Localized Approach: This localized approach is efficient for diagnosing conditions that may require surgical intervention, but it may overlook contributing factors elsewhere in the body that might be exacerbating the issue.


Physical Therapists:


Comprehensive Evaluation: Physical therapists conduct comprehensive evaluations that consider the entire body. They understand that pain or dysfunction in one area can often stem from issues in another part of the body. For example, knee pain might be linked to hip weakness, ankle instability, or improper gait mechanics.


Postural and Biomechanical Assessments: PTs perform detailed postural and biomechanical assessments to identify imbalances or weaknesses that contribute to the patient's condition. They evaluate muscle strength, joint range of motion, coordination, and balance as part of their assessment.


Patient Lifestyle and Environment: PTs also consider the patient's lifestyle, occupation, and daily activities. These factors are crucial in understanding the root causes of musculoskeletal issues and developing personalized treatment plans.



Functional evaluation is where physical therapists particularly excel, as their approach encompasses a broader spectrum of patient health and wellness.


Orthopedic Surgeons:


Structural Integrity: Surgeons evaluate function primarily in terms of structural integrity and the ability to perform specific movements or activities without pain. Their functional assessments might involve tests that provoke symptoms to pinpoint the problem area.


Surgical Outcomes: The focus is often on determining whether surgery can restore function by correcting structural issues. Post-surgery, their evaluations might include assessing the success of the surgical intervention and ensuring proper healing.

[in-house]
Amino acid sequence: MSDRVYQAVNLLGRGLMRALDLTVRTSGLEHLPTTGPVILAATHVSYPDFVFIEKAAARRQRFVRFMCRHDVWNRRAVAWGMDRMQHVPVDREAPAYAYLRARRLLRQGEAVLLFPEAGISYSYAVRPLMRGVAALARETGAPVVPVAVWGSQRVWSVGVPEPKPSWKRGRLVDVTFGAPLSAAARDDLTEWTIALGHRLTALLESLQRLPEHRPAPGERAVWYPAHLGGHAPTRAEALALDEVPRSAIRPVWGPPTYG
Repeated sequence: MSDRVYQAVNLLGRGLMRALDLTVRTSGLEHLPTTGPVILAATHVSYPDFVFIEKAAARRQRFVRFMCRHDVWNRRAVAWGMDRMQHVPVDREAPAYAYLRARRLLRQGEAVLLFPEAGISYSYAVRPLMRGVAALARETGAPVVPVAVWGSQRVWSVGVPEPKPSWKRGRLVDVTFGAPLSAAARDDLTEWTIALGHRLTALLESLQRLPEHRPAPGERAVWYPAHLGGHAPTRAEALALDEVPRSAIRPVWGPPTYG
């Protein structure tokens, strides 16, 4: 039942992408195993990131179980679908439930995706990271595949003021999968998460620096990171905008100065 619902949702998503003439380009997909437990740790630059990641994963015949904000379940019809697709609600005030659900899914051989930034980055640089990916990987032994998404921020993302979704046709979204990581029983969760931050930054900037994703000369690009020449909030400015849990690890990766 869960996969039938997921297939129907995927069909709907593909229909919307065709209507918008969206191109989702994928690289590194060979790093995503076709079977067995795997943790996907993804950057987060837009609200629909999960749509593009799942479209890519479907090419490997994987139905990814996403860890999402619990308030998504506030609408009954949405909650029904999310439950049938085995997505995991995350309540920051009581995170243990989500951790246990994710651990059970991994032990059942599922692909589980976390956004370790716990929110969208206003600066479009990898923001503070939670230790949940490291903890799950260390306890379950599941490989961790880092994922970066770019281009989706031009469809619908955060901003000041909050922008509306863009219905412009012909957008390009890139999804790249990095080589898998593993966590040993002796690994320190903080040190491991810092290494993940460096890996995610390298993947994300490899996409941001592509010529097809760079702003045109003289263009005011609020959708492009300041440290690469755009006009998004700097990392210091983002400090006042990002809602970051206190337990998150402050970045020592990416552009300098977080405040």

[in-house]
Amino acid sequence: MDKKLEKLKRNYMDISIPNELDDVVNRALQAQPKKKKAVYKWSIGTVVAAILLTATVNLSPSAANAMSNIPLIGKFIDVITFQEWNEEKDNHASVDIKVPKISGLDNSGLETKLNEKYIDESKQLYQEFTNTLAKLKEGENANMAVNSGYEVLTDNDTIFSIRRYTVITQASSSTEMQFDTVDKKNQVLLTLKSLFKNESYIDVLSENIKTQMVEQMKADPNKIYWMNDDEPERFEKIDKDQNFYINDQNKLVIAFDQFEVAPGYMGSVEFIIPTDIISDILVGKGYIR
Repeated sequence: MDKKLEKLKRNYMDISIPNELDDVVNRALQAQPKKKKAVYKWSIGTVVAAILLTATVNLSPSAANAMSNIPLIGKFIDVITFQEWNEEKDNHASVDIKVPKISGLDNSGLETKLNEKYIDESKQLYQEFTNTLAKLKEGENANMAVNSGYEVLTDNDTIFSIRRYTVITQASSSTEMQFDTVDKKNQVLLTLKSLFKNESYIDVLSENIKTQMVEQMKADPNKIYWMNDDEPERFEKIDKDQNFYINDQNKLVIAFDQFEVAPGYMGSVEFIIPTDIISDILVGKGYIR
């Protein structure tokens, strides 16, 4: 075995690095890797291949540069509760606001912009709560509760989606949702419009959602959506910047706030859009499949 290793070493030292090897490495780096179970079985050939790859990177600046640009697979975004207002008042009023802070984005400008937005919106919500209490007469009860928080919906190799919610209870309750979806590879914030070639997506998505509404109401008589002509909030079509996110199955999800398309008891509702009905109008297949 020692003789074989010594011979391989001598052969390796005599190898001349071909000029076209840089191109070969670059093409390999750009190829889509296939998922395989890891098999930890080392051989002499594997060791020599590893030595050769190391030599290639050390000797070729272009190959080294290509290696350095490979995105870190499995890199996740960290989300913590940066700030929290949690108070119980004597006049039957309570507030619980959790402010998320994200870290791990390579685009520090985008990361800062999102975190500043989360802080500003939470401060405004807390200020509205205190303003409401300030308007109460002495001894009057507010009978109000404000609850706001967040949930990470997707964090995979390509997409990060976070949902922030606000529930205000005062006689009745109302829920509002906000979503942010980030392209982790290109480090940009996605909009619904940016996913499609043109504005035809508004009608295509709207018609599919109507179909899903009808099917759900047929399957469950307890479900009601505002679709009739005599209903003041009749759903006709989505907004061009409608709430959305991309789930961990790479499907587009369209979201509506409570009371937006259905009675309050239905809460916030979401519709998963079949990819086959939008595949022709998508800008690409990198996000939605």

Physical Therapists:


Functional Performance: PTs assess functional performance in a more detailed and dynamic manner. They look at how patients perform everyday activities, sports, or work-related tasks. Their evaluations often include functional tests that mimic real-life activities to identify limitations or compensations.


Patient-Specific Goals: Treatment plans are tailored to the patient's specific goals, whether that’s returning to a sport, performing job duties without pain, or simply being able to carry out daily activities more efficiently. PTs use functional assessments to set measurable goals and track progress over time.


Prevention and Education: PTs emphasize patient education and prevention strategies. They teach patients how to move correctly, strengthen weak areas, and maintain a healthy lifestyle to prevent future injuries.



Both orthopedic surgeons and physical therapists play vital roles in the healthcare system, each bringing a unique perspective to patient assessment and treatment. While orthopedic surgeons focus on diagnosing and correcting structural problems through medical and surgical interventions, physical therapists adopt a holistic, functional approach aimed at improving overall movement and preventing future issues. Understanding these differences helps patients make informed choices about their care and highlights the complementary nature of these two professions in promoting musculoskeletal health.  Both professions are necessary in human AND animal health care.